They're the best I have ever seen
Unflinching courage, versatility, quick thinking, and a sound knowledge of the game are the attributes that made League champions like Dick Reynolds and Bobby Rose. They knew how to use their weight fairly, they played with the sublime confidence that perfect condition and a sound technique engenders, and their work was an inspiration to team mates.
Giving this opinion, former chief League umpire, Jack McMurray junior, believes that postwar League football has not produced half the number of really great players such as those who delighted fans between the wars.
A clear indication of this can be seen in the fact that this year some clubs have re-included in their line-up former stars who have now reached the veteran stage.
In 16 years or umpiring I have seen probably 4,000 players in action, but in that period real champions and personalities have been fewer than in the thirties. As dominating and inspiring forces playing anywhere on the field, I have seen no equals to Bob Rose and Dick Reynolds.
Rose was a prototype of Reynolds, although Dick was the faster mover. Bob Rose knew no fear. He was a superb rover who rose to his greatest heights when the going was really tough. With a jerky run of short steps, Bob was adept at boring through a pack or getting himself out of a tight, corner. He used his weight intelligently and fairly. At wing half-forward he was as uncannily accurate as Reynolds in shooting for goal on the run.
What a towering job Bob Rose did for Collingwood in the Grand Final of 1953! Not since the heyday of Reynolds and Laurie Nash have I seen one player take such control. Rose became the very head and front of the Magpies. By his own magnificent work he inspired team mates of fair average quality to play above themselves.
I shall never forget Bob Rose that day, out on his feet in the later stages, but still making attacking openings, and later stimulating every Magpie to hang on against a stern late challenge by the Cats.
After Dick Reynolds, I would name Bill Hutchison as the most telling player I have seen with Essendon. We all know, of course, the ability of John Coleman as a position player at full forward. But someone had to get the ball up to Coleman. That is where the smooth, effortless roving of "Hutchy" against all manner of opponents became what I consider one of the mainsprings of the Dons' success. A scrupulously fair player, his work always has a masterly touch about it.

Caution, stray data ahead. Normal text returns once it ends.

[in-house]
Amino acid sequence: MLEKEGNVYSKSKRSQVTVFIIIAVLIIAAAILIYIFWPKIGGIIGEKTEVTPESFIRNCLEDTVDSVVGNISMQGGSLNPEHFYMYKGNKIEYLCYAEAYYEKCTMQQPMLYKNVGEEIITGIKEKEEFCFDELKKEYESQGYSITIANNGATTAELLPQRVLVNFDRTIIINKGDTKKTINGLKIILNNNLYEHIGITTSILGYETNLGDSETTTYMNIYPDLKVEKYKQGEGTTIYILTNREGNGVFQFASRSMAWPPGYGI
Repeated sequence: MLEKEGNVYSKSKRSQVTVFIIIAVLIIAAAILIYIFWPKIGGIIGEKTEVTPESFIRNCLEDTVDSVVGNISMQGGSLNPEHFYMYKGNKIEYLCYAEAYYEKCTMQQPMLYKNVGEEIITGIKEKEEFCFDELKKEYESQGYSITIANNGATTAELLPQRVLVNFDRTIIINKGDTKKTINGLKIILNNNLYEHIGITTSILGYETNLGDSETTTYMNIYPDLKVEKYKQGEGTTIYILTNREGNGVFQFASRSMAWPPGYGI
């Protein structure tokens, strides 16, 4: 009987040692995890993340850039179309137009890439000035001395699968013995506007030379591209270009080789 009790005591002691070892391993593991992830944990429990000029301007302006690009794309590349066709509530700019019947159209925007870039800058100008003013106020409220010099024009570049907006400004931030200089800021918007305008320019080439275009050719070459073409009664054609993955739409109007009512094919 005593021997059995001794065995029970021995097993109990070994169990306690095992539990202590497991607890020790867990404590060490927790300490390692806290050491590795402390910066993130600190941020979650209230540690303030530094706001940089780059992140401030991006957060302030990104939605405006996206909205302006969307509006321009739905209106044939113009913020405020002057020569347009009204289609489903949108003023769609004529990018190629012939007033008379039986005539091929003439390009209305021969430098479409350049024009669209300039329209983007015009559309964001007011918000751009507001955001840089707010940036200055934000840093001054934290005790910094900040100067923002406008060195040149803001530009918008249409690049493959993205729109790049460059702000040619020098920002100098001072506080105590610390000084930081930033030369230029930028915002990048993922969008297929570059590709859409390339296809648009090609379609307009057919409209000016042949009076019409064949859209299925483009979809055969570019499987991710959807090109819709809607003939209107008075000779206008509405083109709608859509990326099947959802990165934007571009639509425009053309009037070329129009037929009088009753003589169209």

If I had the height, strength and rucking ability of Richmond's Roy Wright I wouldn't fear any opposing follower in the game. He can punch a ball as far as some players can kick it, and if he became a "killer" type in the packs he would strike awe into every other ruckman playing today.
I bracket with Wright another great Richmond ruckman of different type, tall, slimly-built Bill Morris. His passing and his faultless palming of the ball to his rovers were simply terrific; Bill was one of the fairest players who ever took the field. I hardly ever saw him bump any opponent, but his ruck work had a touch of genius.
To my mind Footscray's best player is vice-captain and back pocket defender Wally Donald. He doesn't often hit the headlines but he is one of the Bulldogs' greatest assets. He never gives his opponent a yard. He never wanders from position. And he never sidesteps the heavy stuff.